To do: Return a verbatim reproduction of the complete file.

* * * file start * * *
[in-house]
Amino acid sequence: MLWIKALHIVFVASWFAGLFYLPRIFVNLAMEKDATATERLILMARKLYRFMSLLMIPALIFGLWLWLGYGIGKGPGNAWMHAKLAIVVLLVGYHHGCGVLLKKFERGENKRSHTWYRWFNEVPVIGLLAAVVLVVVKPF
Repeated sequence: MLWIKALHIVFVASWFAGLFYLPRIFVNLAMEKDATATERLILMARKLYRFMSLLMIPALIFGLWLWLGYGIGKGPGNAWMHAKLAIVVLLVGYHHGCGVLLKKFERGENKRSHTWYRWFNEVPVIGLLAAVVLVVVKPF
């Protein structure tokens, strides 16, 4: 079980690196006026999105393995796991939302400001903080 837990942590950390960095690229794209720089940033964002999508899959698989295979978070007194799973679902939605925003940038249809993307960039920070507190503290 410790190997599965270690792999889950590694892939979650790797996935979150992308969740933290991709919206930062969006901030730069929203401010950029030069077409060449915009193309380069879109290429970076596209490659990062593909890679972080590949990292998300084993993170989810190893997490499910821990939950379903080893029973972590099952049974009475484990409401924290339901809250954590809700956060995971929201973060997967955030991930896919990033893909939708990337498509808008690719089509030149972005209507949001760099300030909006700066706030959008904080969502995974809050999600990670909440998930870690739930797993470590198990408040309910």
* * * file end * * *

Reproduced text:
[in-house]
Amino acid sequence: MLWIKALHIVFVASWFAGLFYLPRIFVNLAMEKDATATERLILMARKLYRFMSLLMIPALIFGLWLWLGYGIGKGPGNAWMHAKLAIVVLLVGYHHGCGVLLKKFERGENKRSHTWYRWFNEVPVIGLLAAVVLVVVKPF
Repeated sequence: MLWIKALHIVFVASWFAGLFYLPRIFVNLAMEKDATATERLILMARKLYRFMSLLMIPALIFGLWLWLGYGIGKGPGNAWMHAKLAIVVLLVGYHHGCGVLLKKFERGENKRSHTWYRWFNEVPVIGLLAAVVLVVVKPF
């Protein structure tokens, strides 16, 4: 079980690196006026999105393995796991939302400001903080 837990942590950390960095690229794209720089940033964002999508899959698989295979978070007194799973679902939605925003940038249809993307960039920070507190503290 410790190997599965270690792999889950590694892939979650790797996935979150992308969740933290991709919206930062969006901030730069929203401010950029030069077409060449915009193309380069879109290429970076596209490659990062593909890679972080590949990292998300084993993170989810190893997490499910821990939950379903080893029973972590099952049974009475484990409401924290339901809250954590809700956060995971929201973060997967955030991930896919990033893909939708990337498509808008690719089509030149972005209507949001760099300030909006700066706030959008904080969502995974809050999600990670909440998930870690739930797993470590198990408040309910």